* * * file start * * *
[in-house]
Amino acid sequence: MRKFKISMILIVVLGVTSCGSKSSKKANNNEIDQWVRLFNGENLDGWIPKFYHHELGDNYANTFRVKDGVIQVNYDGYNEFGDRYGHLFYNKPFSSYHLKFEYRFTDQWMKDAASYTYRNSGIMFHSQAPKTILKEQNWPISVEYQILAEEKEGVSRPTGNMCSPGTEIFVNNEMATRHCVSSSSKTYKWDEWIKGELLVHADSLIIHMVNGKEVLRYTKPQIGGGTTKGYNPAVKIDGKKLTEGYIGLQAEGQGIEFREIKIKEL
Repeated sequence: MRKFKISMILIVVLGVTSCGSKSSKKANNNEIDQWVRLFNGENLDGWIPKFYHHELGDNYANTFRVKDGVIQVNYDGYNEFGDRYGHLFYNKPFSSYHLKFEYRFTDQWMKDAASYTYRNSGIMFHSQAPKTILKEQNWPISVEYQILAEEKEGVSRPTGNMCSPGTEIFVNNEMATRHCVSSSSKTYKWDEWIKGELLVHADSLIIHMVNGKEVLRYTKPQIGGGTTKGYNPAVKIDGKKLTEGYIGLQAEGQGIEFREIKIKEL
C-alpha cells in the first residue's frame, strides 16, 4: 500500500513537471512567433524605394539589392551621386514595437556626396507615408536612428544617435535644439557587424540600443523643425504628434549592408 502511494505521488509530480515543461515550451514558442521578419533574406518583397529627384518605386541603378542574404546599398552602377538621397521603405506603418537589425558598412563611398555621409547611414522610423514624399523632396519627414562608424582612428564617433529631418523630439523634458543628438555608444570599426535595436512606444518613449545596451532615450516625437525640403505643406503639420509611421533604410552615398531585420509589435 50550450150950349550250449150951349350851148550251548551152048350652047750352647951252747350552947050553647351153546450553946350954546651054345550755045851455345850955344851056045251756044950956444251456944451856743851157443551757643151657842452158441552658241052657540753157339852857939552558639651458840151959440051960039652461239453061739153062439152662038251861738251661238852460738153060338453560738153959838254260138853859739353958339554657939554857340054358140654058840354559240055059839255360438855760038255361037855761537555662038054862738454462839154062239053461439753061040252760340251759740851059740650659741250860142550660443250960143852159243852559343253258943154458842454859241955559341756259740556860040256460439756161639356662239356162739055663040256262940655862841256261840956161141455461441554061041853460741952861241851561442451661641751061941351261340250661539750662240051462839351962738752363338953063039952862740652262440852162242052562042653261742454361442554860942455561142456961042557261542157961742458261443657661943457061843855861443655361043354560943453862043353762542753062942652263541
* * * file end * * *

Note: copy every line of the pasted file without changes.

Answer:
[in-house]
Amino acid sequence: MRKFKISMILIVVLGVTSCGSKSSKKANNNEIDQWVRLFNGENLDGWIPKFYHHELGDNYANTFRVKDGVIQVNYDGYNEFGDRYGHLFYNKPFSSYHLKFEYRFTDQWMKDAASYTYRNSGIMFHSQAPKTILKEQNWPISVEYQILAEEKEGVSRPTGNMCSPGTEIFVNNEMATRHCVSSSSKTYKWDEWIKGELLVHADSLIIHMVNGKEVLRYTKPQIGGGTTKGYNPAVKIDGKKLTEGYIGLQAEGQGIEFREIKIKEL
Repeated sequence: MRKFKISMILIVVLGVTSCGSKSSKKANNNEIDQWVRLFNGENLDGWIPKFYHHELGDNYANTFRVKDGVIQVNYDGYNEFGDRYGHLFYNKPFSSYHLKFEYRFTDQWMKDAASYTYRNSGIMFHSQAPKTILKEQNWPISVEYQILAEEKEGVSRPTGNMCSPGTEIFVNNEMATRHCVSSSSKTYKWDEWIKGELLVHADSLIIHMVNGKEVLRYTKPQIGGGTTKGYNPAVKIDGKKLTEGYIGLQAEGQGIEFREIKIKEL
C-alpha cells in the first residue's frame, strides 16, 4: 500500500513537471512567433524605394539589392551621386514595437556626396507615408536612428544617435535644439557587424540600443523643425504628434549592408 502511494505521488509530480515543461515550451514558442521578419533574406518583397529627384518605386541603378542574404546599398552602377538621397521603405506603418537589425558598412563611398555621409547611414522610423514624399523632396519627414562608424582612428564617433529631418523630439523634458543628438555608444570599426535595436512606444518613449545596451532615450516625437525640403505643406503639420509611421533604410552615398531585420509589435 50550450150950349550250449150951349350851148550251548551152048350652047750352647951252747350552947050553647351153546450553946350954546651054345550755045851455345850955344851056045251756044950956444251456944451856743851157443551757643151657842452158441552658241052657540753157339852857939552558639651458840151959440051960039652461239453061739153062439152662038251861738251661238852460738153060338453560738153959838254260138853859739353958339554657939554857340054358140654058840354559240055059839255360438855760038255361037855761537555662038054862738454462839154062239053461439753061040252760340251759740851059740650659741250860142550660443250960143852159243852559343253258943154458842454859241955559341756259740556860040256460439756161639356662239356162739055663040256262940655862841256261840956161141455461441554061041853460741952861241851561442451661641751061941351261340250661539750662240051462839351962738752363338953063039952862740652262440852162242052562042653261742454361442554860942455561142456961042557261542157961742458261443657661943457061843855861443655361043354560943453862043353762542753062942652263541